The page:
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Publication numberUS6889536 B2
Publication typeGrant
Application numberUS 10/702,768
Publication dateMay 10, 2005
Filing dateNov 7, 2003
Priority dateNov 18, 2002
Fee statusLapsed
Also published asCN1312390C, CN1510265A, DE10353786A1, DE10353786B4, US20040099053
Publication number10702768, 702768, US 6889536 B2, US 6889536B2, US-B2-6889536, US6889536 B2, US6889536B2
InventorsShoichi Sakai, Futoshi Ichiyanagi
Original AssigneeHitachi, Ltd.
Export CitationBiBTeX, EndNote, RefMan
External Links: USPTO, USPTO Assignment, Espacenet
Air/fuel-ratio detecting apparatus
US 6889536 B2
Abstract
An air/fuel-ratio detecting apparatus includes a compact layer arranged on the outer surface of a solid electrolyte layer to externally conceal a gas diffusion layer, solid electrolyte layer, outer measuring electrode, and reference electrode to restrain entry of exhaust gas. A gas introduction window is formed in the compact layer to have a predetermined width. The gas introduction window allows entry of exhaust gas toward the gas diffusion layer and the outer measuring electrode in the range of an opening width of the gas introduction window.
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Claims(13)
1. An apparatus for detecting an air/fuel ratio, comprising:
a heater which generates heat through outside energization;
a gas diffusion layer provided to the heater, the gas diffusion layer allowing a gas to be measured to diffuse therein;
a solid electrolyte layer provided to the heater outside the gas diffusion layer, the solid electrolyte layer being activated by heat of the heater, the solid electrolyte layer being oxygen-ion conductive;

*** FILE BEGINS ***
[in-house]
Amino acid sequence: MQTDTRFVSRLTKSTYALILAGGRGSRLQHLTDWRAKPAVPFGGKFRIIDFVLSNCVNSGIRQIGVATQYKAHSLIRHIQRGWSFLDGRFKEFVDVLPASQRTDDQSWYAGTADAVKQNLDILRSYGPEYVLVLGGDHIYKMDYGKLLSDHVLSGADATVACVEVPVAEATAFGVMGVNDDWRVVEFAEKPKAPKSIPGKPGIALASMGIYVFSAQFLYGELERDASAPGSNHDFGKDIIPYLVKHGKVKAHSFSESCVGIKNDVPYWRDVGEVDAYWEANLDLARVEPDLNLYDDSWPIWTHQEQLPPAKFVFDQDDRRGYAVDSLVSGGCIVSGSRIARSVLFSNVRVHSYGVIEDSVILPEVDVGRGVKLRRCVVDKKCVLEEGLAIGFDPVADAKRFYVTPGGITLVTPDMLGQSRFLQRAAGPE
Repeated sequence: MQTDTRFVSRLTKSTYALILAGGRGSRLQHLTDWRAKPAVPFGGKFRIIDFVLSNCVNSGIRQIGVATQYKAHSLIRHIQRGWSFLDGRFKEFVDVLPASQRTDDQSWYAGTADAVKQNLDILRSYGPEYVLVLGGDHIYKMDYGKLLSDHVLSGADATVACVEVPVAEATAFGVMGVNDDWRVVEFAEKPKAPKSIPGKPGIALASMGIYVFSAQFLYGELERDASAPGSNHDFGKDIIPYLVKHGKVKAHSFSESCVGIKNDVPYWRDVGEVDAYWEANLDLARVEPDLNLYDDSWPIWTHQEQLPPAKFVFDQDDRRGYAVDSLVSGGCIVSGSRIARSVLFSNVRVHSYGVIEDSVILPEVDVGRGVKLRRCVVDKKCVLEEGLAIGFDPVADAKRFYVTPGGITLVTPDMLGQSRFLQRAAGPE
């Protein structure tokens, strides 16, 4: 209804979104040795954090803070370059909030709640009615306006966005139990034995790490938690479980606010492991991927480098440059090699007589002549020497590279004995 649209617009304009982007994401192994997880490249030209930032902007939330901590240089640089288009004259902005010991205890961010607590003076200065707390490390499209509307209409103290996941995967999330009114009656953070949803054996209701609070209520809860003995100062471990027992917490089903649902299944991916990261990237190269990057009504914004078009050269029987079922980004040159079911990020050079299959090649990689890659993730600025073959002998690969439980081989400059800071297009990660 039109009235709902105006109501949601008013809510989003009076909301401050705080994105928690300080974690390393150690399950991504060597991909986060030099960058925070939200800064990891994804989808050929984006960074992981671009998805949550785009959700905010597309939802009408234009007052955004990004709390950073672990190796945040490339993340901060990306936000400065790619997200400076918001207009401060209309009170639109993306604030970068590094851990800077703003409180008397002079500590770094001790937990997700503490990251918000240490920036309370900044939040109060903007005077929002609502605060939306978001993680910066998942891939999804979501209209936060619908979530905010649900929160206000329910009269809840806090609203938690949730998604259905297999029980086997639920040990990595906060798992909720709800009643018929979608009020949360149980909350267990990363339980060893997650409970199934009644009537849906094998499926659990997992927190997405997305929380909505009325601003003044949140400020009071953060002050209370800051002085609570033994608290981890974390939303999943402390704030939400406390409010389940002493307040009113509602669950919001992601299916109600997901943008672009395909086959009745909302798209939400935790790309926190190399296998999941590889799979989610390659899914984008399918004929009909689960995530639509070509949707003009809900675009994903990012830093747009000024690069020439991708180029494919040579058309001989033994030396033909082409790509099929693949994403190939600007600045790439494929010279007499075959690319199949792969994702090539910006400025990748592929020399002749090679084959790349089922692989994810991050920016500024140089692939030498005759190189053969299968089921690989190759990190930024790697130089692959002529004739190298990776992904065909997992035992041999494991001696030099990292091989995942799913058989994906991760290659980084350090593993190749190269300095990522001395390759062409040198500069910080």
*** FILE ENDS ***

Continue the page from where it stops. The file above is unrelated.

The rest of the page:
a first electrode arranged between the gas diffusion layer and the solid electrolyte layer, the first electrode being exposed to the gas passing through the gas diffusion layer;
a second electrode arranged on an outer surface of the solid electrolyte layer, the second electrode facing the first electrode across the solid electrolyte layer, the second electrode and the first electrode allowing a pumping current to flow therebetween when externally applying voltage thereto;
a third electrode arranged on the outer surface of the solid electrolyte layer away from the second electrode, the third electrode and the first electrode allowing an electromotive force corresponding to an oxygen concentration in the gas to be generated therebetween;
a first compact layer arranged on the outer surface of the solid electrolyte layer, the first compact layer concealing externally the gas diffusion layer, the solid electrolyte layer, the second electrode, and the third electrode to restrain entry of the gas; and
an opening formed in the first compact layer, the opening having a predetermined width, the opening allowing entry of the gas toward the gas diffusion layer and the second electrode in a range of the width.
2. The apparatus as claimed in claim 1, wherein the opening is shaped like a rectangle by cutting an end of the first compact layer, the opening serving to partly expose the gas diffusion layer, the solid electrolyte layer, and the second electrode.
3. The apparatus as claimed in claim 2, wherein the width of the opening and an outer diameter of the first compact layer is in relationship given by W=(⅔ to 1)D, where W is the width of the opening, and D is the outer diameter of the first compact layer.
4. The apparatus as claimed in claim 2, wherein the opening is formed with a predetermined angle, the angle and the width being in relationship in connection with the outer diameter of the first compact layer, which is given by W=(θ/360)Dπ, where W is the width of the opening, θ is the angle, and D is the outer diameter of the first compact layer.